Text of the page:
Suleyman “Sulley” Muntari’s one-match ban for protesting after he was racially abused during a Series A game has been overturned by the Italian FA.
The Italian Footballers’ Association lodged an appeal on Muntari’s behalf on Friday after his one-match suspension was upheld by Italian football’s disciplinary commission, leading to calls for all black players in Italy to go on strike in support of the former Portsmouth midfielder.
An Italian FA statement said the body spoke to referee Daniele Minnelli and decided “due to the particular delicacy of the subject matter and the inherent personal rights of the man before the athlete” it had decided to grant the appeal.
The Pescara midfielder received two yellow cards from referee Minnelli while playing at Cagliari for speaking to the crowd after alleging he was racially abused, and for walking off the pitch in protest.
The former Ghana international, who also played for both Milan clubs, complained to the referee about the abuse but was booked for dissent. Muntari left the field in protest leaving relegated Pescara to play out the final few minutes of the 1-0 loss with 10 men.
“They were chanting against me from the start,” Muntari said. “In the first half, I saw that there were some children in the group and so I turned to their parents and gave them my shirt, to set an example. The issue continued with another group of fans. I was reasoning with them, but the referee told me I had to let it go. That’s when I got angry, because instead of stopping the game, he decided to punish me.”
File picture. Sulley Muntari – F.C. Internazionale Milano. Photo: Steindy/ Wikimedia commons
Muntari received a one-match ban by the league’s disciplinary commission, which didn’t appear to take into account his suffering. Receiving no support from Pescara, Muntari was forced to lodge the appeal himself with assistance from the players’ union in Italy.
“I feel that someone has finally listened and heard me,” Muntari said in comments published by FifPro, the international players’ union. “The last few days have been very hard for me. I have felt angry and isolated. I was being treated like a criminal. How could I be punished when I was the victim of racism?”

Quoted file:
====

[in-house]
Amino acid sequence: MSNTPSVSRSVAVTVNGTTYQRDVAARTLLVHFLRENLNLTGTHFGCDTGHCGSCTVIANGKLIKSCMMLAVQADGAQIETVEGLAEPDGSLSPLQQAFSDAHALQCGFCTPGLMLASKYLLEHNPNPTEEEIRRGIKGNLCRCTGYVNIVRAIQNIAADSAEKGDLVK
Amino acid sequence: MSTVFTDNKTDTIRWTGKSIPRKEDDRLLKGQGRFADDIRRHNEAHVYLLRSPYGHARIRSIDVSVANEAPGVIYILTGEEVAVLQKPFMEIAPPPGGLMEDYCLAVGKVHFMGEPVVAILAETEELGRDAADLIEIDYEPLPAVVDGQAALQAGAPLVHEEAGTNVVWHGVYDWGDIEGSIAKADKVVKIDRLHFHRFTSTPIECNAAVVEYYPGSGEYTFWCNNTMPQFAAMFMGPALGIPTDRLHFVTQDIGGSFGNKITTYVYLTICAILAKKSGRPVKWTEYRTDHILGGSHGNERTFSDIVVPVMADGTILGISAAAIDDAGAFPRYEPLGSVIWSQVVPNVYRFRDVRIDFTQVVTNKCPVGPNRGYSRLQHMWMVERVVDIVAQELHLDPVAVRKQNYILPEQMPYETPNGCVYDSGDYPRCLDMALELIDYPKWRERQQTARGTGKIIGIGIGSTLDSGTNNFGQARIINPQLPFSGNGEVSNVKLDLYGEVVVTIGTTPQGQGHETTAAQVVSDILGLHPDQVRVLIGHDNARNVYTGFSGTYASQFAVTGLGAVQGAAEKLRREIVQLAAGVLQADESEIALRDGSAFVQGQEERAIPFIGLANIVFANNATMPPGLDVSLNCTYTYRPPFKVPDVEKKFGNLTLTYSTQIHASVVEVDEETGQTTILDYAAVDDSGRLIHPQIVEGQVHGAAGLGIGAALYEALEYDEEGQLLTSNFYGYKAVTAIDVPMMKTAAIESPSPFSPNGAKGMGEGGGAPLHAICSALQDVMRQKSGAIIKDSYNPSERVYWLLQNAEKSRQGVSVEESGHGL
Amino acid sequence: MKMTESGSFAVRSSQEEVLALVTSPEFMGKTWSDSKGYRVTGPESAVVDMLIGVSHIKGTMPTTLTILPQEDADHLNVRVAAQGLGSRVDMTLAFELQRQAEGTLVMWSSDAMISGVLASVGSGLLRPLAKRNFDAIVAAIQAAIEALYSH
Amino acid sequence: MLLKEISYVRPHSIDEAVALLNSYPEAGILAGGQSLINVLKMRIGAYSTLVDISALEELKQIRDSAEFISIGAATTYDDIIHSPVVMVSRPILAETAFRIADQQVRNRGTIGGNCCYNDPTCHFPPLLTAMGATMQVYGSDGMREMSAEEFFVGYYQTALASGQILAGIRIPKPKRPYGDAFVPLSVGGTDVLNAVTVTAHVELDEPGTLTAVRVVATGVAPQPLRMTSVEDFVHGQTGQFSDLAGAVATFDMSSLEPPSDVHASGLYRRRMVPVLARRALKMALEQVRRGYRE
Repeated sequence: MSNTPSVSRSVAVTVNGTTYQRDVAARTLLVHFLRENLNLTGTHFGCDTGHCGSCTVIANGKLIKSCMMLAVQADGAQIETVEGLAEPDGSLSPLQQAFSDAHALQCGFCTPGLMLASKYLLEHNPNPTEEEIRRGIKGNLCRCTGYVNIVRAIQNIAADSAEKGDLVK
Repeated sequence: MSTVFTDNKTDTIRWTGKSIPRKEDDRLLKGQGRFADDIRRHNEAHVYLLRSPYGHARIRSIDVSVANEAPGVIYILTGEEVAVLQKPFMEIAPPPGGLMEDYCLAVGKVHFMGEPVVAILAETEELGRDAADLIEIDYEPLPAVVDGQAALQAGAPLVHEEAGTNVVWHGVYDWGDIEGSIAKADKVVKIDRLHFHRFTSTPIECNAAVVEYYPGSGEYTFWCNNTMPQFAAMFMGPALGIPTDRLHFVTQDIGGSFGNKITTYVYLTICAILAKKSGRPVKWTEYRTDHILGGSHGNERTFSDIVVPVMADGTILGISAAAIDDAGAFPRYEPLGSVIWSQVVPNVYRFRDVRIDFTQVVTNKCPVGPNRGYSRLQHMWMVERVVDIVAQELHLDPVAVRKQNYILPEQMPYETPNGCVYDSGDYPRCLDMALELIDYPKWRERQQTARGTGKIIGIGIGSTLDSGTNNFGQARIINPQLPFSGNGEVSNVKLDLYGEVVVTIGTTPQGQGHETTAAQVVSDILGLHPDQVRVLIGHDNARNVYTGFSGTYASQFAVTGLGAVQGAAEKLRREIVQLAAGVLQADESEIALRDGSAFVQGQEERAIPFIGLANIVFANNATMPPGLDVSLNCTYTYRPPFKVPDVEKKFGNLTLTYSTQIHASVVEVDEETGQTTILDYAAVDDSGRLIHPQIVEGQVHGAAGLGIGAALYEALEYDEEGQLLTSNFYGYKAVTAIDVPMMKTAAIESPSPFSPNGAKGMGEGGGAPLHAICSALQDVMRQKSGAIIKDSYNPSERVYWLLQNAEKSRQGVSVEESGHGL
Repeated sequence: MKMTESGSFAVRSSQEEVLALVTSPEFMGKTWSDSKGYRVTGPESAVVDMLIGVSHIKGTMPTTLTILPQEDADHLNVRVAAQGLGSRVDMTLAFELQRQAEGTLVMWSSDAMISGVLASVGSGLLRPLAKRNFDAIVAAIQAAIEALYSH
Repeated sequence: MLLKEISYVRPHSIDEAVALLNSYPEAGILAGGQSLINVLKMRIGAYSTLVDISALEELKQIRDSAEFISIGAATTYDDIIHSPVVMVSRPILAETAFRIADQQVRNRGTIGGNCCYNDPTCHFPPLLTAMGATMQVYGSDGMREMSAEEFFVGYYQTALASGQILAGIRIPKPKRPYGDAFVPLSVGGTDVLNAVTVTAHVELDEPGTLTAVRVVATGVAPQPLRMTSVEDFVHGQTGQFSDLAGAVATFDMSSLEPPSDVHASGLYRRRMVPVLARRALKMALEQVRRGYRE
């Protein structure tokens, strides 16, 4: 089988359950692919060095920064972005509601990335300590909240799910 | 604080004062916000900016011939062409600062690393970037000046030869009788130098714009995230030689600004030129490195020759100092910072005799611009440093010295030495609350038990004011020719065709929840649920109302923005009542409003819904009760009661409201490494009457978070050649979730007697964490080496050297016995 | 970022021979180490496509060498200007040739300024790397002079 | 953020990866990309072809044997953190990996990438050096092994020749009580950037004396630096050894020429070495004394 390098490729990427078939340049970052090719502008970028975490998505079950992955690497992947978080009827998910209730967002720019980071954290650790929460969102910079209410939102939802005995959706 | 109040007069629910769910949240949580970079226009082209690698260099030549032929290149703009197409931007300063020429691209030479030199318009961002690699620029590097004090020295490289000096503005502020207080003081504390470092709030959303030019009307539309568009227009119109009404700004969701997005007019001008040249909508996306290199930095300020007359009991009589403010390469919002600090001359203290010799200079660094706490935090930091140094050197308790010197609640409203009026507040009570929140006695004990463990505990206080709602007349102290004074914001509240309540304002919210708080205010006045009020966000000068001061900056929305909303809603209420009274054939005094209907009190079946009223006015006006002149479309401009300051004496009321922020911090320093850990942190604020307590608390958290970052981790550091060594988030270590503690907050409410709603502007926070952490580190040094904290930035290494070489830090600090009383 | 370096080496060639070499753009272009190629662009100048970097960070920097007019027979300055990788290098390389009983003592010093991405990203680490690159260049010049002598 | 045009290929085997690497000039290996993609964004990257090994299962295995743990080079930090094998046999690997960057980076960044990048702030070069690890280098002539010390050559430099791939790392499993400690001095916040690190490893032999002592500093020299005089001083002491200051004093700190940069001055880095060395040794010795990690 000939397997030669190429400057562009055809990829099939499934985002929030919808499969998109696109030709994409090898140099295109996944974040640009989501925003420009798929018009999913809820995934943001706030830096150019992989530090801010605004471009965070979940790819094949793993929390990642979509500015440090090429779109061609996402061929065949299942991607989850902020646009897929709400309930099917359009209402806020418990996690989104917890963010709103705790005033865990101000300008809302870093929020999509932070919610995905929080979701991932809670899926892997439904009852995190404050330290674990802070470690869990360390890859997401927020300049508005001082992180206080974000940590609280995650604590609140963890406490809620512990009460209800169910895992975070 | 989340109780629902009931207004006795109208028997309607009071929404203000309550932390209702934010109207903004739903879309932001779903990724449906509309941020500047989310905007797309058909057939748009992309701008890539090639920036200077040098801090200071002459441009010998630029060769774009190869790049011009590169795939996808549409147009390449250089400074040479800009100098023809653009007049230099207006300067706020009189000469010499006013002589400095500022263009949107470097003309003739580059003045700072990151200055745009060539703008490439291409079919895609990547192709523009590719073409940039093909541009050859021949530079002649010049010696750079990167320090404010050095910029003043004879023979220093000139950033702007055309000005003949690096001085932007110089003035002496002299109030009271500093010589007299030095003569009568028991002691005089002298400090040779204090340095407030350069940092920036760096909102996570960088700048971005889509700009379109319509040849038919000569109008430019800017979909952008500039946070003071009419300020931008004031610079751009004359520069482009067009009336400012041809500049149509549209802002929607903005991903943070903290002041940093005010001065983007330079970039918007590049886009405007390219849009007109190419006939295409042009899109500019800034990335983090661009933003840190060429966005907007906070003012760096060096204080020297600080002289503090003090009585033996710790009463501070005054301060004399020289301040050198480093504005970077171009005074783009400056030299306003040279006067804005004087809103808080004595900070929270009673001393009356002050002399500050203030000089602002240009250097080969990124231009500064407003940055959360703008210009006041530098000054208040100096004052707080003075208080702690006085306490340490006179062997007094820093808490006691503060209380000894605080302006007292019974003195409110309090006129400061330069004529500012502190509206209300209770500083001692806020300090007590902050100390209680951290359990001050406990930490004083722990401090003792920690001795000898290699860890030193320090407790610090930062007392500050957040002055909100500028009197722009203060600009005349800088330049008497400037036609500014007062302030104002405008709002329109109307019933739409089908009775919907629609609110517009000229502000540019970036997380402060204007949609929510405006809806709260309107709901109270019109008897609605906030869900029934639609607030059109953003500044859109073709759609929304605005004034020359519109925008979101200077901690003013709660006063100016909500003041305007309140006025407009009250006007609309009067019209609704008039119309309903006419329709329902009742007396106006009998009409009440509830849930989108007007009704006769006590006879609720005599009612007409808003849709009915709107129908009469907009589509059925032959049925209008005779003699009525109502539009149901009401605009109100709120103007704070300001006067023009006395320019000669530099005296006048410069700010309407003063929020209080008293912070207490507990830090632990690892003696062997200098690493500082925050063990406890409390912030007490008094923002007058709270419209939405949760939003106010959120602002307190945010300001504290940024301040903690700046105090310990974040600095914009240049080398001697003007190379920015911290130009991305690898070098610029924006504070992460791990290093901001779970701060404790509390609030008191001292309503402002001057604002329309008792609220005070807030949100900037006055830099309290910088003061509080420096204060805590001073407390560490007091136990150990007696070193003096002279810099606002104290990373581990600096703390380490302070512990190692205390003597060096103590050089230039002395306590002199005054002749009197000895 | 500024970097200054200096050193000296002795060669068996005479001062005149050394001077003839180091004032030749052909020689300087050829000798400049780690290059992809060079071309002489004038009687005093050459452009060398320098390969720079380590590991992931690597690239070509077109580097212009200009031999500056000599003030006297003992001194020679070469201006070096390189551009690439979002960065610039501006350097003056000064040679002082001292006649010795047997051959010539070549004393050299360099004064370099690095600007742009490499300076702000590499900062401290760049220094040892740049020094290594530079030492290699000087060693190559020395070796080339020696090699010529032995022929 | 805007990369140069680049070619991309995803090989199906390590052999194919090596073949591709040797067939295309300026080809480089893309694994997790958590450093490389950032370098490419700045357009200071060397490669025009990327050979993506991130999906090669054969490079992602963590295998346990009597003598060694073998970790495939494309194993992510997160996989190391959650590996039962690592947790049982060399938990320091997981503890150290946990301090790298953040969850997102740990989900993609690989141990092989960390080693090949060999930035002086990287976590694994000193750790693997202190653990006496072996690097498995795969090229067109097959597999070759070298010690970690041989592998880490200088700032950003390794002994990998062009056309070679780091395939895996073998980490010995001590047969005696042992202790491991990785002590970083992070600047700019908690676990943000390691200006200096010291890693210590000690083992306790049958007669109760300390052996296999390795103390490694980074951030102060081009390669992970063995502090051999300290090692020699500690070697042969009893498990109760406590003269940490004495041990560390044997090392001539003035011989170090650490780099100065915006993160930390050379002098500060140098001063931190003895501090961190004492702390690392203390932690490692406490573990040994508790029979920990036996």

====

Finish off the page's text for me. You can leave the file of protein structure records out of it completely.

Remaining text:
Other Instances of racism
Muntari, who won the Champions League and two Series A titles with Inter, was playing for city rivals AC Milan when former team-mate Kevin Prince Boateng staged a similar protest after being targeted by racist abuse during a friendly with Pro Patria in 2013.
There was a racist incident against Marco Zoro, the Ivorian player who was then playing in Italy; he wanted to walk off but the players stopped him.
Cameroonian international Samuel Eto’o, during an incident walked off and came back. That was also significant because he had to set the signal as a world class player
Even higher up was a disturbing incident in 2014 where the president of the Italian football federation (FIGC), Carlo Tavecchio, was banned for six months by European football governing body Uefa for making racist remarks. The 71-year-old caused controversy during his election campaign in July that year by referring to “eating bananas” when discussing foreign players. His subsequent appointment was described as “a dark day for football” by former Nigeria and Juventus player Sunday Oliseh.
Outpour of support from other players
Anti-discrimination campaigners Kick It Out urged Black players to boycott this weekend’s matches in Italy unless authorities withdraw the one-match ban imposed on Muntari. Kick It Out’s released a statement that read: “Kick It Out has made representation to FIFPro, the World Players’ Union, to share its frustrations about the treatment of Sulley Muntari by the FIGC (the Italian Football Federation). The gutless failure to not take action by the Italian authorities should not be allowed to pass.”
The Former Black Stars international has also criticized the actions of Muntari’s club Pescara, but has praised the midfielder’s reaction in the face of his abusers. “In my opinion, racism will never stop,” Baffoe told Goal. “All we, the black race, want is respect. There’s only one human race but it doesn’t seem like that. You don’t need to be my friend, you don’t need to like me, but I want respect.”
“The decision was important taking into consideration all the work behind the scenes,” Baffoe added. “We, the PFAG, worked with the world players’ union, we worked with the Italian players union but we were baffled that Pescara didn’t appeal the decision. In the future, we’ll have observers, like match commissioners, for racism and discrimination.”
Juventus legend Alessandro Del Piero, who now works for Sky Italia as a pundit, backed Muntari for his protest. “You handled things perfectly; you’re setting the example for tomorrow. You did everything right,” said Del Piero.
Muntari has received similar support on social media with players such as Asamoah Gyan and Yaya Toure standing with him in his cause.
The discrimination of Muntari’s and other black players demonstrates that bodies running football in the various countries are negligent as the rules when enforced properly should shield players against racism and discrimination. Muntari’s stand is however a step that will hopefully be a catalyst for change and stop the blatant discrimination of black players worldwide.
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